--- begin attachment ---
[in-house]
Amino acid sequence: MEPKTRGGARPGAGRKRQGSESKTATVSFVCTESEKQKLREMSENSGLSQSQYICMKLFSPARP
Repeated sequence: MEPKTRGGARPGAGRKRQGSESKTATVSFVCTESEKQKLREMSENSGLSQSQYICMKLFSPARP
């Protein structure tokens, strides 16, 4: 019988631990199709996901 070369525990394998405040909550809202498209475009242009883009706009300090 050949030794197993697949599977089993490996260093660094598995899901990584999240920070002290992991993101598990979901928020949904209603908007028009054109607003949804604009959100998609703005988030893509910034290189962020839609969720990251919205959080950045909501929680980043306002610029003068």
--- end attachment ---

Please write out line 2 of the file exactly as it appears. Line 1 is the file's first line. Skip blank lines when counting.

Amino acid sequence: MEPKTRGGARPGAGRKRQGSESKTATVSFVCTESEKQKLREMSENSGLSQSQYICMKLFSPARP